This weekend I was actually kind of excited to go shopping. I had my list of fruits and veggies I was planning on buying (and subsequently eating) this week. I also had a list of beans. [skip to recipe]
scan and hand to hubby
We’ve been shopping using the scan, bag, go at Kroger. It works out pretty well. We bring our own bags, I scan and hand it to him, and he uses his Tetris brain to pack it all up.
We started in the produce section because you walk in and there it is. There were strawberries and lettuces, spinach and zucchini, carrots and onions, and more. Clark said that if I was going to hand him any more produce, he was going to need another bag. (the fun part came when I brought it all home and had to find a place for it in the fridge).
I like beans.my son
A little while later, we turned down the bean aisle; great northern, black, kidney, pinto, and chickpeas. I’m scanning them and handing them off to Clark, and he’s making it very clear that he’s not impressed with the idea of beans. I kept assuring him that they weren’t going to taste how he thought they were going to taste.
Flavor can be a memory
It really all started with a memory craving. Well, kind of. It started with my quest to heal, through diet, the body that’s been neglected under the reign of a failing thyroid. During my research, I found that there is lots of evidence that a fiber rich diet leads to a well balanced body. So many things fall under the category of fiber, and beans (aka pulses) are one of them. Somewhere along my research I was reminded of a bowl of chili I once ate.
I could almost taste it when I closed my eyes
Long ago in my youth I was served a bowl of white bean chicken chili. I knew in the way a child knows that I hated beans. I was also too polite to say so out loud. I reluctantly took that bowl of chili. I was surprised to find that it was delicious.
I was hoping to recapture that flavor and turn Clark into a “bean’s can taste good” believer. Not finding a recipe that called to me, I created one of my own.
It’s got good flavor, but I’m still not a fan of the texture of beans.my husband
First up: Great Northern beans
I recently read that forgetting to soak kidney beans can be dangerous. I wondered if there was prep work for all dry beans. I headed off to google to find out. I found this great article on the University of Nebraska – Lincoln website. They’ve even got a printable PDF for easy referencing.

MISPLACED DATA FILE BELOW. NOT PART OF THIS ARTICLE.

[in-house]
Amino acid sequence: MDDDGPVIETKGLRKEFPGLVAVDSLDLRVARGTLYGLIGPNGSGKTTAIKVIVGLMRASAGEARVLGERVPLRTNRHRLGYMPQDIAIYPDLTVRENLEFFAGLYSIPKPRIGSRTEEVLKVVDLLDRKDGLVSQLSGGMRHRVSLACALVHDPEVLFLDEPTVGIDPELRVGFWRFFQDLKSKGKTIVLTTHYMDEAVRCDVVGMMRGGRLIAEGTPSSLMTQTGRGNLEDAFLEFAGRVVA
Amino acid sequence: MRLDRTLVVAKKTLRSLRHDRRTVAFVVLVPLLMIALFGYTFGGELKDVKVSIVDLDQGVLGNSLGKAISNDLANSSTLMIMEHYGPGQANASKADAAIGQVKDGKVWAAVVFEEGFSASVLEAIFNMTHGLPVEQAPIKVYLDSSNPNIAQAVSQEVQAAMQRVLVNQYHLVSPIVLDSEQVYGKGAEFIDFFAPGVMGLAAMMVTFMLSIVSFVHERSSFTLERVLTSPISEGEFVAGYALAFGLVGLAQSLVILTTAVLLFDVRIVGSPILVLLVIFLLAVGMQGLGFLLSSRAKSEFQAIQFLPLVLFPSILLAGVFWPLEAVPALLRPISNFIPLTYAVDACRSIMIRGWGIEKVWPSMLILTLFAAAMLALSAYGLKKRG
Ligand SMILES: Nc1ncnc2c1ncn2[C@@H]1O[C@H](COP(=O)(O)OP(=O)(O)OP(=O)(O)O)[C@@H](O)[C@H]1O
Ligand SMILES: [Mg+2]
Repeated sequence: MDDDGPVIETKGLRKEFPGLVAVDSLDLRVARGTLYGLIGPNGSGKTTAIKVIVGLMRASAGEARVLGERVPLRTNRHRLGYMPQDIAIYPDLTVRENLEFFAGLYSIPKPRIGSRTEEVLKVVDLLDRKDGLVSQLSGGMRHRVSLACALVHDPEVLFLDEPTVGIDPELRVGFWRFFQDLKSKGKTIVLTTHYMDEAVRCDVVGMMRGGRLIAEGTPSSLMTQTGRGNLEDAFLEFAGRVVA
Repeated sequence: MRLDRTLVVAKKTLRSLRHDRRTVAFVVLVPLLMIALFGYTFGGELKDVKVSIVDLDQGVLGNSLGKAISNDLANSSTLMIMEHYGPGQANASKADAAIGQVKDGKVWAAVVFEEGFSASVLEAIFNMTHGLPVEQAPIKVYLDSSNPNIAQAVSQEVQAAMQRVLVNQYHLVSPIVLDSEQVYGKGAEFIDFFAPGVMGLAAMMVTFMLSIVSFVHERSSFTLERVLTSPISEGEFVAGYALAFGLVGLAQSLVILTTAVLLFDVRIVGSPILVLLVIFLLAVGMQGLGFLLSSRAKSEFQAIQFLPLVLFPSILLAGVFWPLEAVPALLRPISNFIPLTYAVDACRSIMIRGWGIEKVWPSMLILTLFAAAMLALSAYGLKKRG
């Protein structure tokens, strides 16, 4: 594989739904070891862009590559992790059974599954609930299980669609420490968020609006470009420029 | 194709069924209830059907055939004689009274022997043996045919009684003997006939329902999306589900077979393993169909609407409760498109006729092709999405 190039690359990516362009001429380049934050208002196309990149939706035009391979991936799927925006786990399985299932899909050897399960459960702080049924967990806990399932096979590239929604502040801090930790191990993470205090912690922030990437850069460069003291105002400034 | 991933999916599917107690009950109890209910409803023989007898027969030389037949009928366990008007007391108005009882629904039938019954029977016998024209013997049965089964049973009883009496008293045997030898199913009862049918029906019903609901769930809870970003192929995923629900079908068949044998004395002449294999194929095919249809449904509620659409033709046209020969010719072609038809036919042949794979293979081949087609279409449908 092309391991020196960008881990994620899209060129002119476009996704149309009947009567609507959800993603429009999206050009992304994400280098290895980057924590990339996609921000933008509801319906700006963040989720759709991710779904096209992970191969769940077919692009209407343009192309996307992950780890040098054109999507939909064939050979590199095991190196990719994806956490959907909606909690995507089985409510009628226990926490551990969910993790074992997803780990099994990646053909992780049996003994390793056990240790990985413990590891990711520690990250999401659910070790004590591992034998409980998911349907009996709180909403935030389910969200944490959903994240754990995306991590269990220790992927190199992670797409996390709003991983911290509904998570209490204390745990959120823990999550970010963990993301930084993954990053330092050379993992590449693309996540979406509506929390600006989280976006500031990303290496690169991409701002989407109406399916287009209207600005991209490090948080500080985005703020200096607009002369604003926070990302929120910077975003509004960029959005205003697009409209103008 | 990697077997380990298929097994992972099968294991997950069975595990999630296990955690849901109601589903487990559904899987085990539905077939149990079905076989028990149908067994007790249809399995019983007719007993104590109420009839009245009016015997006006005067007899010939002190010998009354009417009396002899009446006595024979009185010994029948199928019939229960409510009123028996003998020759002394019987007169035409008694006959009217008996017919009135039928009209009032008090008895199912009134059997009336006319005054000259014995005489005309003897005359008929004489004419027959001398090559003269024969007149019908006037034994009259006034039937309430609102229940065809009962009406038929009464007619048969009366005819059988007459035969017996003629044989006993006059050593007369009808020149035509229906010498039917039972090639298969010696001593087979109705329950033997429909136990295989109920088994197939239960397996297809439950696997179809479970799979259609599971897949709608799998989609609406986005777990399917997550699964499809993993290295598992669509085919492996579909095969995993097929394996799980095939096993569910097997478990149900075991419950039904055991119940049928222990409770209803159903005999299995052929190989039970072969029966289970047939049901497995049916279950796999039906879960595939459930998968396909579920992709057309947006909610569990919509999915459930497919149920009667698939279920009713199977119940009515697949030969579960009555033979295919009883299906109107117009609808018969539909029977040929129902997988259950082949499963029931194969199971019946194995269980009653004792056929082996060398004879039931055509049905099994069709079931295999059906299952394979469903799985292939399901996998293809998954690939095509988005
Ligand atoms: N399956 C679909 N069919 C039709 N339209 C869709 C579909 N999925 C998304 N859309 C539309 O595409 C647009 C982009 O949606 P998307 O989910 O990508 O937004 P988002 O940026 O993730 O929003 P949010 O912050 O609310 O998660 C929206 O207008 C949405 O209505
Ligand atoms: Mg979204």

I decided on the hot soak method. I spent about an hour examining the beans before rinsing them and setting them on the stove to come to a boil. They boiled for just a couple of minutes. I plopped a lid (this typo’d as kid, lol) on them and moved them to a back (cool) burner. There they sat for four hours.
After that, I gave them a cold water rinse. I dropped them into a pot and covered them back up with water (to about an inch above the beans). I brought them back up to a boil dropped a lid (not a kid) on top, reduced it to low, and simmered them for about an hour. I dumped them into a strainer which I set over a bowl to finish dripping while I worked on the next steps.
My one pound bag of great northern beans became six cups of cooked beans. I froze the other three cups for another day.
I like it.my daughter
Creamy White Bean Chicken Chili recipe
- 2 tbsp olive oil, divided
- 2-3 chicken breasts, cubed
- 1 onion, diced (I chose red for a pop of color, but sadly it faded)
- 3 green onions, diced
- 4 cloves garlic, minced
- 4 1/2 cups water, divided (or 1/2 cup water and 4 cups broth)
- 4 tsp better than bouillon (I like to use half chicken and half vegetable myself) *omit if using broth
- 1/2 tsp salt
- 1 1/2 tsp cumin
- 1 tsp coriander
- 1 tsp chili powder
- 1 tsp oregano
- 1 tsp paprika
- 1/2 tsp cayenne
- 3 cups cooked great northern beans (mash two cups of them with the 1/2 cup of water)
- 4 oz can of diced green chilis (you can drain them if you like)
- 2 cups frozen corn
- 4 oz cream cheese, cut into small pieces
Heat 1 tablespoon of olive oil in large pot. Add chicken and cook until no longer pink. Drain and set aside (I gave my pot a quick rinse here, but I’m not entirely certain why, lol).
In same pot, heat remaining tablespoon of oil. Add both kinds of onions. Cook until mostly translucent. Add garlic. Cook until fragrant (just a minute or two).
Mix in water and better than bouillon (or broth if you prefer). Stir in seasonings. Add in beans, chilis, and corn. Mix chicken back in. Bring to a simmer. Reduce to medium low and cover.
Let simmer, stirring occasionally, for about an hour. Drop in cream cheese. Stir until melted and fully incorporated.
Serve with shredded cheese and sour cream if desired.
I’ll call it a success
There you have it. Our first fibrous adventure into the great wide world of beans. Overall, I would call it a success. The kids and I enjoyed it, and Clark liked the flavor. Maybe he’ll learn to accept the texture.
Do you have a flavor memory? Tell me about it.
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